Doctor's Notes on Childhood Acute Myeloid Leukemia (AML)
Childhood acute myeloid leukemia (AML) is a cancer of the blood and bone marrow. AML is also called acute myelogenous leukemia, acute myeloblastic leukemia, acute granulocytic leukemia, and acute nonlymphocytic leukemia. Acute cancers worsen quickly if not treated.
Symptoms of childhood AML may include:
- fever with or without an infection,
- night sweats,
- shortness of breath,
- weakness or tiredness,
- easy bruising or bleeding,
- petechiae (flat, pinpoint spots under the skin caused by bleeding),
- joint or bone pain,
- pain or feeling of fullness below the ribs,
- painless lumps that may be blue or purple (in the neck, underarm, stomach, groin, or other parts of the body),
- painless lumps that are around the eyes that may be blue-green, and
- an eczema-like skin rash.
These and other signs and symptoms may be caused by childhood AML, childhood chronic myelogenous leukemia (CML), juvenile myelomonocytic leukemia (JMML), or myelodysplastic syndromes (MDS) or by other conditions.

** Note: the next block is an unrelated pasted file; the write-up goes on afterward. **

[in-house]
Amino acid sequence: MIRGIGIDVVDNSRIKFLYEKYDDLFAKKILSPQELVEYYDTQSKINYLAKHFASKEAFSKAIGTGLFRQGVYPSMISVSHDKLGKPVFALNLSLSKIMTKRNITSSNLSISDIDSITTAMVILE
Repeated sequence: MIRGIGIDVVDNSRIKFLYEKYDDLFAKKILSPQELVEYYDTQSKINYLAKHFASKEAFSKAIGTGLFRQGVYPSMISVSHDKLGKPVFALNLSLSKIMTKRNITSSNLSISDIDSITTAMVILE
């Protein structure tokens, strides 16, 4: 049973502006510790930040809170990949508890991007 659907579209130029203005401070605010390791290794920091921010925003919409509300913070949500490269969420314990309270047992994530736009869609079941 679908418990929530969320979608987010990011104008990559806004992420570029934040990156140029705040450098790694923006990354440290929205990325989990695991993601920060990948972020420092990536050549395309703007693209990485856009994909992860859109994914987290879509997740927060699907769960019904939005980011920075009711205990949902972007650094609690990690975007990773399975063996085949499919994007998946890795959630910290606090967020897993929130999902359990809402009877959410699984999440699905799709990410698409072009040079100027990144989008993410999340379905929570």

What Is the Treatment for Childhood Acute Myeloid Leukemia (AML)?
Treatment for childhood AML may involve:
- Chemotherapy, which is typically given in two phases known as induction and consolidation.
- Targeted therapy may be added to the chemotherapy regimen for certain individuals.
- For some children, a stem cell transplant is considered after remission is achieved by chemotherapy.
- Supportive care, including medications to manage pain and infections, is an important part of treatment.
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Kasper, D.L., et al., eds. Harrison's Principles of Internal Medicine, 19th Ed. United States: McGraw-Hill Education, 2015.